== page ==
IMG_4921 1

IMG_4910

On a larger scale in the shady side of the garden the rhododendrons are flowering, these two are my favourites.  If I ever am lucky enough to have a larger garden with the right soil I will definitely indulge myself with lots more rhododendrons especially those wonderful ones with furry leaves.

Sweet Cicely

Sweet Cicely

Moving out of the shade into the sunshine the first of the umbellifers is flowering, lovely Sweet Cicely, such an pretty flower.

Allium cameleon

Allium cameleon

Allium cameleon is in its second year in the garden and already bulking up well.  It is a short, front of the border allium, much daintier than alliums such as Allium Purple Sensation.  I really like the way the flowers are blushed with pink.

IMG_4893

One of those bigger blowsy alliums just starting to open; I can’t remember which but I suspect it is Purple Sensation.  I do love alliums in all their varieties and have them flowering in the garden right through to high summer.

IMG_4895

The sea of camassias which have dominated the Big Border creating a delicious blue haze for the last few weeks is coming to an end.  It is only the very top of the stems which still have flowers and I can’t bring myself to remove them until they have lost every single flower.

IMG_4899

My favourite Aquilegia, its a seedling of the mckenna varieties with the long spurs at the back of the flower which I much prefer to the more chubby looking aquilegias which I think are varieties of the native columbine, whereas the mckenna varieties come from the USA.   I have lots of aquilegias, I went through a slightly obsessive period of growing them from seed and interestingly certain colours predominate.  I think I will weed out the ones that don’t appeal so much and maybe try to increase the mckenna varieties.  There are some who argue that over time all aquilegias revert to the muddy pink variety.  This just isn’t true what actually happens is they loose their original aquilegias and the muddy pink ones are seedlings which tend to revert back.

So those are the stars of my garden this week for other gardeners blooms pop over to Carol at May Dreams and check out the links.

 

Notes from the Garden – 8th May 2016

IMG_4874

It has finally dawned on me that the best way to photograph the garden is to stand on a garden chair.  That way the viewpoint is above the top of the retaining wall (4ft ish) which holds the garden up above the patio – simple when you think about it!

IMG_4875

A sort of panorama of left hand side of the garden if you use the orange tulips as the reference point with the first photou.  I am really thrilled with the garden this year.  Finally after years for labouring, pondering, moving of plants, weeding and wondering it has come together and really gladdens my heart every time I look at it.  It will be interesting to see if I continue to feel this way as the garden progresses through the year but so far its scored 100% since the start of the year.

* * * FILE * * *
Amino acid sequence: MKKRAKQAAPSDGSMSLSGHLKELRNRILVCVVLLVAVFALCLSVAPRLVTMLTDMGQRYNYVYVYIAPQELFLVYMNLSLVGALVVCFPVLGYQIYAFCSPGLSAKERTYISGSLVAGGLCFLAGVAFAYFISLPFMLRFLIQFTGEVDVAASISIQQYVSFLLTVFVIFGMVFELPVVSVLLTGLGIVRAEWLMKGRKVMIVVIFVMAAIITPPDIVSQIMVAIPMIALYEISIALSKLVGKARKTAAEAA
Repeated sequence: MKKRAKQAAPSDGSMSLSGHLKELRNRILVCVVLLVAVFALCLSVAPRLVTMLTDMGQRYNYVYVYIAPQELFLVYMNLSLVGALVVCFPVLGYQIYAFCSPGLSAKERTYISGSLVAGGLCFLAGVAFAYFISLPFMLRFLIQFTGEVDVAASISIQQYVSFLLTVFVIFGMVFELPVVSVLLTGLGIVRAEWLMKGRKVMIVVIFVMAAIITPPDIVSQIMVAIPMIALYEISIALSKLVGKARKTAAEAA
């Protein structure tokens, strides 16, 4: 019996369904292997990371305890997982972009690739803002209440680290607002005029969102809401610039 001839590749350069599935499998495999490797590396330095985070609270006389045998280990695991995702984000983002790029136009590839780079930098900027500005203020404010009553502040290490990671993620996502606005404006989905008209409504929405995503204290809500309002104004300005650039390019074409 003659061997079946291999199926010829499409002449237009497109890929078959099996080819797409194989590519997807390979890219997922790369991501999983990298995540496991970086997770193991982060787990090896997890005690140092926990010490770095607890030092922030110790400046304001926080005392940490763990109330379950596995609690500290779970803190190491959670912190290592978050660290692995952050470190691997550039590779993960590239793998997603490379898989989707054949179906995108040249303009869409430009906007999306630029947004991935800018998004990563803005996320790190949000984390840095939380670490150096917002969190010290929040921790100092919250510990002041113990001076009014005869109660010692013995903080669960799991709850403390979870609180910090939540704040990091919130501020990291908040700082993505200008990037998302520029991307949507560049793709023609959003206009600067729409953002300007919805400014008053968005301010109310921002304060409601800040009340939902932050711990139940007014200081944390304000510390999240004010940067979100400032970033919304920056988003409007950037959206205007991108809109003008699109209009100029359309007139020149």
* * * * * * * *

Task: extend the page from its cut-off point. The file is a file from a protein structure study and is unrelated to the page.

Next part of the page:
Moraea huttonii (probably)

Moraea huttonii (probably)

Aside from starting to tackle the front garden planting I have spent quite a bit of time pottering around the garden tidying and weeding.  Yesterday was a cooler day with rain constantly threatened so I spent most of my gardening time sowing and potting up in the greenhouse.  I have finally cleared all the overwintered plants from both of the cold frames and repotted as necessary.  Most plants have come through the winter and it was nice to rediscover seedlings that I had forgotten all about such as a tray of 12 eucomis seedlings.

Today, with the heat I retreated to the shady end of the garden and spent time cutting back snowdrop leaves from the slope so that my fern collection can emerge.  I am sure there are those that will say I should leave the snowdrop leaves to dry out and wither and I know they are right but the snowdrops and ferns live cheek by jowl and the ferns are more important to me that the snowdrops so its a case of tough love.  While I was tidying up I discovered the flower buds above growing amongst very long strappy leaves.  After much pondering I think they are the buds of Moraea huttonii.  I sowed the seeds years ago and the seedlings have languished in pots in the protection of the greenhouse or cold frame as I assumed being South African they needed some protection.  Last year I got fed up with them and planted them out.  The result seems to be healthy looking plants with big fat buds – fingers crossed.

Buddleja salvifolia

Buddleja salvifolia

The Buddleja salvifolia is beginning to flower, a beautiful blue which has come out almost true in the photograph.  However, what really surprises me is the lack of insect activity on the flower heads.  I rarely see butterflies in my garden but it is groaning with other pollinators so I would have thought they would like this buddleja – very strange, maybe its too exotic for the local wildlife.

IMG_4879

Finally I am really enjoying this garish combination.  There are other white honesty in this area so the white is even more dominant that this picture implies.  This is where I was thinking the Tulip Rosy Bouquet that I saw at Malvern would help to bring the planting together.  Alternatively, given the honesty is biennial maybe next year I could go for something else in this area, even Lunaria Chedglow would probably be an improvement!  What you can’t see is that on the other side of the rhododendron there is a small pale pink rhododendron which looks wonderful with the white honesty so its all about the choices and viewpoints I suppose.